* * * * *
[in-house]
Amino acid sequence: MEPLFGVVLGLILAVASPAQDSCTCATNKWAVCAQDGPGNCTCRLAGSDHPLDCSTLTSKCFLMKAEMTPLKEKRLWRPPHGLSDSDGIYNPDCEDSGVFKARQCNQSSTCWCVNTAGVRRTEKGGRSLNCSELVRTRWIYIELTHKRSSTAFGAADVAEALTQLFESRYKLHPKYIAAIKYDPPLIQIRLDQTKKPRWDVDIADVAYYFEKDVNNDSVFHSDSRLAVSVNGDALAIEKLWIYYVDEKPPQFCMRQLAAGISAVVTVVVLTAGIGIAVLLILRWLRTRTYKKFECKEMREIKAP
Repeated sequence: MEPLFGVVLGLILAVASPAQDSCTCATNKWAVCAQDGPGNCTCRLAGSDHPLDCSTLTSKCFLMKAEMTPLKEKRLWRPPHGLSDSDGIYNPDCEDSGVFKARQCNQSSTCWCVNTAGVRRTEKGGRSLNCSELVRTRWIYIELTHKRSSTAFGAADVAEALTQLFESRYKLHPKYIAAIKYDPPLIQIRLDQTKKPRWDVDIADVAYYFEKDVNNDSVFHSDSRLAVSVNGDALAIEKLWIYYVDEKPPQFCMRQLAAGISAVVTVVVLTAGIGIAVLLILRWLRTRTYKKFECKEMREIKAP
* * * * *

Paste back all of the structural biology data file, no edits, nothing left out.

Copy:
[in-house]
Amino acid sequence: MEPLFGVVLGLILAVASPAQDSCTCATNKWAVCAQDGPGNCTCRLAGSDHPLDCSTLTSKCFLMKAEMTPLKEKRLWRPPHGLSDSDGIYNPDCEDSGVFKARQCNQSSTCWCVNTAGVRRTEKGGRSLNCSELVRTRWIYIELTHKRSSTAFGAADVAEALTQLFESRYKLHPKYIAAIKYDPPLIQIRLDQTKKPRWDVDIADVAYYFEKDVNNDSVFHSDSRLAVSVNGDALAIEKLWIYYVDEKPPQFCMRQLAAGISAVVTVVVLTAGIGIAVLLILRWLRTRTYKKFECKEMREIKAP
Repeated sequence: MEPLFGVVLGLILAVASPAQDSCTCATNKWAVCAQDGPGNCTCRLAGSDHPLDCSTLTSKCFLMKAEMTPLKEKRLWRPPHGLSDSDGIYNPDCEDSGVFKARQCNQSSTCWCVNTAGVRRTEKGGRSLNCSELVRTRWIYIELTHKRSSTAFGAADVAEALTQLFESRYKLHPKYIAAIKYDPPLIQIRLDQTKKPRWDVDIADVAYYFEKDVNNDSVFHSDSRLAVSVNGDALAIEKLWIYYVDEKPPQFCMRQLAAGISAVVTVVVLTAGIGIAVLLILRWLRTRTYKKFECKEMREIKAP